Wednesday, June 6, 2012

There Will Come Soft Rains


The man who made me want to be a writer is dead.

When I was about ten or twelve, I read a story by Ray Bradbury called "There Will Come Soft Rains", and it quite literally changed my life. I've already talked about that here on this blog; here's the link to it, if you're interested: "To Keith, Thanks, Ray Bradbury".

I'm not shocked, of course. After all, he was 91 years old. Most of his contemporaries died DECADES ago. By all rights, Bradbury shouldn't have lived as long as he did. To what do we owe his longevity? I'm going to guess:

Joy. Pure and simple. He loved what he did. He loved the life he'd chosen for himself. I once read an interview with him in which he said he'd "never done a real day's work" in his whole life. Which is only kind of true; writing is work. But the thing is, it was work that he loved, and if you love doing something, it doesn't really feel like work, does it?

Sometimes I complain about writing. "Oh, writing this story is like pulling teeth." "It's lonely, sitting by yourself and putting words together." "It's maddening, this business of pouring out your darkest heart on the page." Sob, sob, sob. Ray Bradbury probably would've slapped me right in the head for all that whining.

"Where is your joy?" he'd probably say to me. "Where is your appreciation? You have a gift, and you have the leisure to use it. You are lucky."

Yeah.

Bradbury was a bit of a sentimentalist. I'm not. And yet... and yet I feel profoundly sad about his death. I feel like some vital part of my own life has slipped away, even though it wasn't the man himself that affected me-- it was his stories. And they are still here. They won't die, ever.

I can't explain it.

The deaths of famous people rarely affect me. I felt sad when Johnny Cash died, and Joey Ramone. That's about it. And for the same reason that I now feel sad about Bradbury-- they were prime figures in my formative years.

Well.

R.I.P., Ray. And thank you. You are gone, but the world will continue on without you, just like that automated house in "There Will Come Soft Rains". It will continue to function, without your direct influence anymore, but something vital and life-like will be missing. It will continue until, finally, it doesn't.


33 comments:

  1. A grand tribute, Heath. What a marvelous life and body of work this man had! I have a nice collection of his books; most are almost as old as me!

    ReplyDelete
  2. Bradbury played a role in "that decision" for me too. Wasn't his biggest fan, but I loved the freedom with which he wrote stories. Whether it was in space or in a deep future or in places that will never exist, he never bothered with boundaries, so therefore I loved his work.

    91 years is plenty of laps around the track, but still I'll drink to his memory.

    ReplyDelete
  3. I remember when your introduction to Ray Bradbury happened. It truly did change your life. A wonderful remembrance that you share with us all. Thank you.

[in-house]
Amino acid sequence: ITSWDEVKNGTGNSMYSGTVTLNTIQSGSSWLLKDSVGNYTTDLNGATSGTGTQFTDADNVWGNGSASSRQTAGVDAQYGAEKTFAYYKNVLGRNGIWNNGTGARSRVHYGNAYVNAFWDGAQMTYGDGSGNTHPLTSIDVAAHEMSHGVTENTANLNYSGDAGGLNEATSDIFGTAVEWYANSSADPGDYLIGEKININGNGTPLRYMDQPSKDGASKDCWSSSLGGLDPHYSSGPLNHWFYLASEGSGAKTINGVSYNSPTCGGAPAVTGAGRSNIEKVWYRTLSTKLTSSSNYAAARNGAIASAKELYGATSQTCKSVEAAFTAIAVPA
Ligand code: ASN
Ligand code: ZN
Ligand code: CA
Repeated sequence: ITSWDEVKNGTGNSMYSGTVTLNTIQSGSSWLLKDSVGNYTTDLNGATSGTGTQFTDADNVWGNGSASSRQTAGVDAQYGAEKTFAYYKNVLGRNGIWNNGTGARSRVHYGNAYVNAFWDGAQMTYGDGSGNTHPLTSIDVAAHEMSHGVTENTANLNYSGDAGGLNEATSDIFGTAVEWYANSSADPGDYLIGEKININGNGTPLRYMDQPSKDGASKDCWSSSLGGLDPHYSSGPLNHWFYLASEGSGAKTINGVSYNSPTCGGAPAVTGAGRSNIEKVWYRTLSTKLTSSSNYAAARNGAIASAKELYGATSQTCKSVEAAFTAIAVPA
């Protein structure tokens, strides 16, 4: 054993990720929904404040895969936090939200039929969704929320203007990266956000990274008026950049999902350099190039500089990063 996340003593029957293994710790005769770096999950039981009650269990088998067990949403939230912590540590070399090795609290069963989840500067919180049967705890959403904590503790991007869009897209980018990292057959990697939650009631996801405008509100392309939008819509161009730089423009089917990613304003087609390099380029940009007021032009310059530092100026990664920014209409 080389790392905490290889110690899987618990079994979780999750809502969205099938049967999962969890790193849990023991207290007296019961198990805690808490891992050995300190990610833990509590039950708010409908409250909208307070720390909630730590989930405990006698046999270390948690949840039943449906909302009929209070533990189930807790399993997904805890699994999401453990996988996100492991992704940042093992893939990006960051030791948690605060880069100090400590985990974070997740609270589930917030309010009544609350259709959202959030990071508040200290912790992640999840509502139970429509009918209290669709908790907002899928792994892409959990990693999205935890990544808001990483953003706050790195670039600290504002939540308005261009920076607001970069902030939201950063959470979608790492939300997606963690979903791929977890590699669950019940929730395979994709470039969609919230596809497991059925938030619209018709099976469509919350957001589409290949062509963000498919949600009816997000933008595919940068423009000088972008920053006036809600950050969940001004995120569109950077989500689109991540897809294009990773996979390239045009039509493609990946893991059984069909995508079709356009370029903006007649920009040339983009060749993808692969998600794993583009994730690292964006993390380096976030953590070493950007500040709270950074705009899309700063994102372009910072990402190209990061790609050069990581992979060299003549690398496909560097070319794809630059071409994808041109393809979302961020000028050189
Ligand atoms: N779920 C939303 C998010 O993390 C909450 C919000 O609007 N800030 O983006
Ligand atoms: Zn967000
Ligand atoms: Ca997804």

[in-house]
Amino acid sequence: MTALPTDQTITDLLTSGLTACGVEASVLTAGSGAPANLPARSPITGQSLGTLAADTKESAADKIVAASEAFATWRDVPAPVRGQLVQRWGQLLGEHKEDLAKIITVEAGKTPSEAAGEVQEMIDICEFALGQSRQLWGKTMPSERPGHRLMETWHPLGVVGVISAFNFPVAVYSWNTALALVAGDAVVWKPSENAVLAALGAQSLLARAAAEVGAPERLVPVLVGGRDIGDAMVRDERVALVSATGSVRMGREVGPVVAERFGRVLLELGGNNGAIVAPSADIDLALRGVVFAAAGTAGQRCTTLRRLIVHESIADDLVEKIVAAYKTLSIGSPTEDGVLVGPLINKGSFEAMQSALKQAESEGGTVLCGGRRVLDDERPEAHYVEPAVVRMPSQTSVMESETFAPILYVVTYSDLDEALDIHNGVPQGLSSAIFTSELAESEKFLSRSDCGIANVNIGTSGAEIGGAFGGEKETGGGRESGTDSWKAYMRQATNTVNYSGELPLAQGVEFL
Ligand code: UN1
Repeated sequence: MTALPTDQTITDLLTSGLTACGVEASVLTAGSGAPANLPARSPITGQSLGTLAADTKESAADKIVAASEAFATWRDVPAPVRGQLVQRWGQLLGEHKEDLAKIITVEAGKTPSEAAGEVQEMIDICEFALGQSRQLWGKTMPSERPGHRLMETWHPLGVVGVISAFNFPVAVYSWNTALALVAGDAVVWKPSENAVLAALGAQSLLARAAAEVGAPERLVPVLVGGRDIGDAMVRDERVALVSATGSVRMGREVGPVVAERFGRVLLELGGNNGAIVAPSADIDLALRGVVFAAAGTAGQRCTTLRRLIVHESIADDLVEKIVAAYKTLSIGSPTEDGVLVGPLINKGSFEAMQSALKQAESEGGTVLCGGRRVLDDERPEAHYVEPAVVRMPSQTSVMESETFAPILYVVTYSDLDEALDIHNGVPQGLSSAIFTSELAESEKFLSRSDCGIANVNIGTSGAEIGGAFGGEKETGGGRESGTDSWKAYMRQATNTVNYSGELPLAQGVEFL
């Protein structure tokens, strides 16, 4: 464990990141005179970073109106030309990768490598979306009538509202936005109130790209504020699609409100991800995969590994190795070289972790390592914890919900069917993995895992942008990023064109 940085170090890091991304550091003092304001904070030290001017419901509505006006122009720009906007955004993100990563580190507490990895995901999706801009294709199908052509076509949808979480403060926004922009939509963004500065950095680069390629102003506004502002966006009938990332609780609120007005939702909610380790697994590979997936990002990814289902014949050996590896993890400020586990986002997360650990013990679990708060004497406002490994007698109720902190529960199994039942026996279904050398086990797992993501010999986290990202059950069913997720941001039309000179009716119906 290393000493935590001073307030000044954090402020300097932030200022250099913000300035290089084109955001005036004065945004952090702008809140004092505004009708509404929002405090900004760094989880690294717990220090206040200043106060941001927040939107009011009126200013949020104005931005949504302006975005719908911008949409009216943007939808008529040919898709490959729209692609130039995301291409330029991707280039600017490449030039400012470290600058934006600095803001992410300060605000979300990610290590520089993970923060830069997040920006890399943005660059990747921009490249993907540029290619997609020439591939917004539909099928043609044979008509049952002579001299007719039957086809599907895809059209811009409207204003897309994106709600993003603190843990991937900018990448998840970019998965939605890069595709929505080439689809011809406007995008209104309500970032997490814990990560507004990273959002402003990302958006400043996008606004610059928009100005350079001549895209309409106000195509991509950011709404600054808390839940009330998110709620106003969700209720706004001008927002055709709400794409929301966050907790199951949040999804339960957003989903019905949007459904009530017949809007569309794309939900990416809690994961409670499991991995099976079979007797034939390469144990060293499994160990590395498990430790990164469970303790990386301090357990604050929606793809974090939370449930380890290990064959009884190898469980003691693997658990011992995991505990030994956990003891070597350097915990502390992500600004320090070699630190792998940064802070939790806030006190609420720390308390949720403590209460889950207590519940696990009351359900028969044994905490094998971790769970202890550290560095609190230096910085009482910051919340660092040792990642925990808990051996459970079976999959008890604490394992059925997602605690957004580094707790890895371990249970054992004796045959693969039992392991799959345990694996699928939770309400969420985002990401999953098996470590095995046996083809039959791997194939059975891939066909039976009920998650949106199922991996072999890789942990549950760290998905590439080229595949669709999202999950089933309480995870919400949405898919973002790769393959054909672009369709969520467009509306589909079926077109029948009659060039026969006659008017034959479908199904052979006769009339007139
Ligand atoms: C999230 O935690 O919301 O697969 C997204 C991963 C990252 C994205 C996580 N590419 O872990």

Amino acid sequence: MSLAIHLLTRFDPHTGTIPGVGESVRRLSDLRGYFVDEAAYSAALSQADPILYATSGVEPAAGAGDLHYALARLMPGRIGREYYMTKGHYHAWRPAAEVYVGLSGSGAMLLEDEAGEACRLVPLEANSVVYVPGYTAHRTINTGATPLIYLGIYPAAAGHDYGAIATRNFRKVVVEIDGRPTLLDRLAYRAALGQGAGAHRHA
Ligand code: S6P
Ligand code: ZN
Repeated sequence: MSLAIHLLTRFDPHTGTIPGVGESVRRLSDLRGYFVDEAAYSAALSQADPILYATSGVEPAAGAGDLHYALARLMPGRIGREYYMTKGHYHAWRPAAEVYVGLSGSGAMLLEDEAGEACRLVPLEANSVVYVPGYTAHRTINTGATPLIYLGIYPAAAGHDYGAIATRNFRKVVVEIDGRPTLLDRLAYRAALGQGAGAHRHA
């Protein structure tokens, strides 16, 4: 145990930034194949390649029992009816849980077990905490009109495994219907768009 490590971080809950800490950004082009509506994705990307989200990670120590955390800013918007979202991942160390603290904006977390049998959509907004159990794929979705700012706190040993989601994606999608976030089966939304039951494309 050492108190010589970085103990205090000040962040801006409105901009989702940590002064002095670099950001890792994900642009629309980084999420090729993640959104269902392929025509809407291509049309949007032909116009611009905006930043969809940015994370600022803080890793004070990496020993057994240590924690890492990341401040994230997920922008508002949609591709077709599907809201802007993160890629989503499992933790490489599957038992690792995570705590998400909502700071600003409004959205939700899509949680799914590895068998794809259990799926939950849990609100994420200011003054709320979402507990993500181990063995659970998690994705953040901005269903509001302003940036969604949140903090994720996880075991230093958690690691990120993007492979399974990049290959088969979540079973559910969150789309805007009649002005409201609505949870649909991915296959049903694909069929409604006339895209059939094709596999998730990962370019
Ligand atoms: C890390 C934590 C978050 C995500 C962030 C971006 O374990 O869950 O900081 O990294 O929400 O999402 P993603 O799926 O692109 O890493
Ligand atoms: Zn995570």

ReplyDelete
  4. I read Sound of Thunder in grade school and it changed my life too. Thanks for putting my thoughts into words. Not since the death of Jim Henson, another joyful soul, have I felt this sad about the death of a public figure.

    ReplyDelete
  5. I remember being blown away by SOMETHING WICKED THIS WAY COMES and DANDELION WINE especially. Few writers have had such a big impact on 20th century writing.

    ReplyDelete
  6. I second DANDELION WINE, and SOMETHING WICKED, and add R IS FOR ROCKET. He made me, too, want to be like him, a writer, someone who makes people feel things. I usually don't get sad when celebrities die, either, but this one is sad, despite his advanced age. Musicians get me more. Abbey Lincoln's passing hit me hard. Don Pullen. Thelonious Monk.
    Nice post, Heath.

    ReplyDelete
  7. Nice homage, H. Bradbury's 'The Illustrated Man' and 'Fahrenheit 451' changed my life in early high school. Respect.

    ReplyDelete
  8. There is a useful site for you that will help you to write a perfect. And valuable essay and so on. Check out, please WritePaper.Info

    ReplyDelete
  9. Hi there to every one, for the reason that I am genuinely keen of reading this webpage’s post to be updated daily. It contains nice stuff. 토토

    ReplyDelete
  10. Simply desire to say your article is as amazing. The clearness on your post is simply spectacular and that i could assume you are a professional on this subject.
    바카라사이트

    ReplyDelete
  11. I really enjoy your web’s topic. Very creative and friendly for users. Definitely bookmark this and follow it everyday.
    토토사이트

    ReplyDelete
  12. Your article is very interesting. I think this article has a lot of information needed, looking forward to your new posts.
    온라인카지노

    ReplyDelete
  13. you have done a great job. I will definitely dig it and personally recommend to my friends. 파워볼게임

    ReplyDelete
  14. You have mentioned very interesting points! 경마사이트

    ReplyDelete
  15. This is a great post and enjoy the look of your blog very much. Thanks for sharing. 릴게임

    ReplyDelete
  16. I really appreciate the kind of topics you post here. Thanks for sharing us a piece of great information that is actually helpful. Good day! 스포츠토토

    ReplyDelete
  17. If some one desires expert view on the topic of running a blog then i propose him/her to visit this weblog, Keep up the pleasant job.카지노사이트

    ReplyDelete
  18. Quality articles or reviews is the important to interest the people to pay a quick
    visit the website, that’s what this site is providing. 온라인카지노

    ReplyDelete
  19. I’m impressed, I must say. I’m here for the first time. Superb! I simply must tell you that I really love your blogs page. My boyfriend enjoys your blogs.
    무료야설
    오피헌터
    마사지블루
    스포츠마사지
    카지노

    ReplyDelete
  20. CLASSIC OLD SCHOOL 메이저놀이터리스트 SLOTS: DOUBLE BLACK TIE + TRIPLE RED HOT 777 SLOT PLAY!

    ReplyDelete